But what about NAS systems with a snapshot history of several months or even years? What if you have to be able to reproduce data from snapshots taken years ago for legal reasons? Simply copying the logical content of snapshots to the new target would multiply the amount of storage needed as your logical (or virtual) copy now becomes a physical copy. For example, if you had 100TB of active data plus 10 yearly backup copies you would need 1.1PB of capacity for the equivalent fully hydrated copies of data.

Migration Made Easy

Luckily you have a choice. StorageMAP’s migration capability is the gold standard for enterprise-class NAS migrations. In many migrations, you may want to avoid the content of snapshots and therefore exclude them from your migration streams. However, StorageMAP gives you the ability to individually select snapshots and migrate them to the new target. Datadobi has developed a simplified solution where you only need the capacity of one (biggest) snapshot plus the changes between each snapshot.

Let’s assume you have a filesystem where you keep the yearly snapshots for a ten-year period (2011 – 2021), as well as the 12 latest monthly snapshots and you have to migrate them all to a new system.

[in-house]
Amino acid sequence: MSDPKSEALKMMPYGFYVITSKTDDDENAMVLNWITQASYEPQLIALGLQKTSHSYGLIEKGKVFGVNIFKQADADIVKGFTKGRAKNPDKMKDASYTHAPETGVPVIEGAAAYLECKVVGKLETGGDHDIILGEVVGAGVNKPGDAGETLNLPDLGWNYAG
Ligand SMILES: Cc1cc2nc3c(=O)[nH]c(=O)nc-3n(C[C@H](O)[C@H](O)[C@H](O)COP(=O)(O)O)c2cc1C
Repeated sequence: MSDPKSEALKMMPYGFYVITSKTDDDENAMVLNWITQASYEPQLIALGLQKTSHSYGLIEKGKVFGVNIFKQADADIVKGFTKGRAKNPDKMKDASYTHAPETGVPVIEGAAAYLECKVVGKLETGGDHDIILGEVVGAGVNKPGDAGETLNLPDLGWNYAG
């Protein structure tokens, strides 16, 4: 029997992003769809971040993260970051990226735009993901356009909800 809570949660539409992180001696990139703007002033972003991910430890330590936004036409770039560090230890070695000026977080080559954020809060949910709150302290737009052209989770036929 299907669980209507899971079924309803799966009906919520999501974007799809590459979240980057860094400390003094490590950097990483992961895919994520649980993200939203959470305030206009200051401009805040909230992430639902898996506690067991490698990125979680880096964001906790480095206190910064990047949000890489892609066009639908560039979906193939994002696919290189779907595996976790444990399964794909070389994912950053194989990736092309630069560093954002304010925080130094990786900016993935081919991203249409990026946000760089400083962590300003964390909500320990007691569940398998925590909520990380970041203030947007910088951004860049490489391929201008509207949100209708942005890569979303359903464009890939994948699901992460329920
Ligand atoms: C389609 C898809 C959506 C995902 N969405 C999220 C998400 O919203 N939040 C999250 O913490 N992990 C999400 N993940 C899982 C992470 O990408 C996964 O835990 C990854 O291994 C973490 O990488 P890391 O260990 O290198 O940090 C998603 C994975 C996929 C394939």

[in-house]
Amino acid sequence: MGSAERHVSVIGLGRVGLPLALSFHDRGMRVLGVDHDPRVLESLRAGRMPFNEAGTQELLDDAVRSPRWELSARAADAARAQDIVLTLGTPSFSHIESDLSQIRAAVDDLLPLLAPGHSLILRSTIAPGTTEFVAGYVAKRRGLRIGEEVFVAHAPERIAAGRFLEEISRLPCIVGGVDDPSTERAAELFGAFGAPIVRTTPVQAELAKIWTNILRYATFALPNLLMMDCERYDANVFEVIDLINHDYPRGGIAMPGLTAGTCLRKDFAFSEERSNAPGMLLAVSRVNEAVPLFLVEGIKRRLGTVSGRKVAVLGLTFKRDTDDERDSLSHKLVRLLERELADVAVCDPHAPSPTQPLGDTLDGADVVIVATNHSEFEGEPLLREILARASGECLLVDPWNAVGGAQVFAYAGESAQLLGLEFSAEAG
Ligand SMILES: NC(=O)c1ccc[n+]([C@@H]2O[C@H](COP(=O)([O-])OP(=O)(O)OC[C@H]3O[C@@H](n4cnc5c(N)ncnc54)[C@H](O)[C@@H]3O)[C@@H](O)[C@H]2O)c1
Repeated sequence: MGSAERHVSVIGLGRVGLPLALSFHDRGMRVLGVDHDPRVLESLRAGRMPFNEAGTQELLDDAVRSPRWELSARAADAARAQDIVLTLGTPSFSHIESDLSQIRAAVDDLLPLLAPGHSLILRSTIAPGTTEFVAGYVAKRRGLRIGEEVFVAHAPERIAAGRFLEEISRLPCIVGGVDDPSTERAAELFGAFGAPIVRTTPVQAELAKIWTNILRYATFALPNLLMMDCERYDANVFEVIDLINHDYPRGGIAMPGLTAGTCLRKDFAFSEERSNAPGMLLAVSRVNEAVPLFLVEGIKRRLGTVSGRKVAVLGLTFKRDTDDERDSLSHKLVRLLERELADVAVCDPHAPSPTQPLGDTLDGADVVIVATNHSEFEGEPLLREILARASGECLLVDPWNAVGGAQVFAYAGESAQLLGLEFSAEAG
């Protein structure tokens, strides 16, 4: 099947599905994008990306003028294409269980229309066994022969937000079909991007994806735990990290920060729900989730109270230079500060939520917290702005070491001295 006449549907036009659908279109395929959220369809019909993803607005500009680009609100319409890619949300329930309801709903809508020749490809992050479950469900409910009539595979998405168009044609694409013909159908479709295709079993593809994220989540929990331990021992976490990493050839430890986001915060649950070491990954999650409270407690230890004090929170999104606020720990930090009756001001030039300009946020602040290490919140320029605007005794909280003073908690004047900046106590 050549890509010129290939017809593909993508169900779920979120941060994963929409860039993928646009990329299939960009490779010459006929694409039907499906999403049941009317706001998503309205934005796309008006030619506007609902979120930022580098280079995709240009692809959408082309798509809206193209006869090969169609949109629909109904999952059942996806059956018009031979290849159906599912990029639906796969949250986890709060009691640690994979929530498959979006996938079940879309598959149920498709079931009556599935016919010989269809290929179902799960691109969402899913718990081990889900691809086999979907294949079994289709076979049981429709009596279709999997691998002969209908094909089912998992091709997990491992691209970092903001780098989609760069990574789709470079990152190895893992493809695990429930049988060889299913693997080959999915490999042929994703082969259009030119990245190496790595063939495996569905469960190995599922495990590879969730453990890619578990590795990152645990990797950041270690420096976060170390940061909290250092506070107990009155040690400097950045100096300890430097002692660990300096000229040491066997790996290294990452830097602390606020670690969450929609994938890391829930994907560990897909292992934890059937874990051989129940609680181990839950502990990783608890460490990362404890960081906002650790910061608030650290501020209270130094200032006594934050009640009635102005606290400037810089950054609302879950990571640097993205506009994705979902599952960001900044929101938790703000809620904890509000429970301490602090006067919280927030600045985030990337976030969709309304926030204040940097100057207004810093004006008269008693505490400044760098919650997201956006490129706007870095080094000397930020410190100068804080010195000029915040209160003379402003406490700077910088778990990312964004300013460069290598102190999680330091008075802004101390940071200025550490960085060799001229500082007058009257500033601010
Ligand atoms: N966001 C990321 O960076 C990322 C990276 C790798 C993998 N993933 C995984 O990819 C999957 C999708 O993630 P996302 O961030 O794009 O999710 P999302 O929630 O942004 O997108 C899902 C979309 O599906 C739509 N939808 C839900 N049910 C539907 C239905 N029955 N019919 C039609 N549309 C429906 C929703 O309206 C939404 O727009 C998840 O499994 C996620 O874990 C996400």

If you follow these (slightly simplified) easy steps, you will end up with a similar space efficiency you had on the source system:

  • Rename the oldest snapshot (2011) on the source to a universal name (e.g., ‘migration’)
  • Migrate that path (‘migration’) to the target path
  • Take a snapshot on the target system and name that snapshot ‘2011’
  • Rename the source snapshot to its original name (2011)
  • Now rename the second oldest snapshot (2012) to the same name ‘migration’
  • Migrate that path to the same target path, take a snapshot and name it ‘2012’
  • StorageMAP will only copy the files that changed between the snapshots in 2011 and 2012
  • Continue for all the yearly snapshots as well as the 12 monthly snapshots from oldest to newest.

If you need to prove to an auditor that you have successfully and correctly migrated every snapshot, perform a switchover in StorageMAP after every migration step and let StorageMAP compile the chain of custody report for every migration.

Why You Need an Enterprise-Class, Vendor Neutral NAS Migration Expert

Created to simplify data migration, StorageMAP’s powerful migration functionality gives enterprises complete control of their data migrations. Whether it’s snapshot data or live filesystem data, StorageMAP delivers fast, efficient migrations with easy-to-follow wizards, massive scalability, and unrivaled protection and security. We will hash the data at the source and then again at the target and then keep those hashes and provide you a chain of custody document at the time of cutover. The chain of custody document provides verification that the content of the files written matched the content of the files read from the source system.

So rest easy! The combination of speed, accuracy, ease of use, scalability, and automation make the decision to use StorageMAP an easy one to make.

Ready to Get Out of Your Dilemma?

Want to learn more? Contact a member of our sales team to dig yourself out of the snapshot migration dilemma today.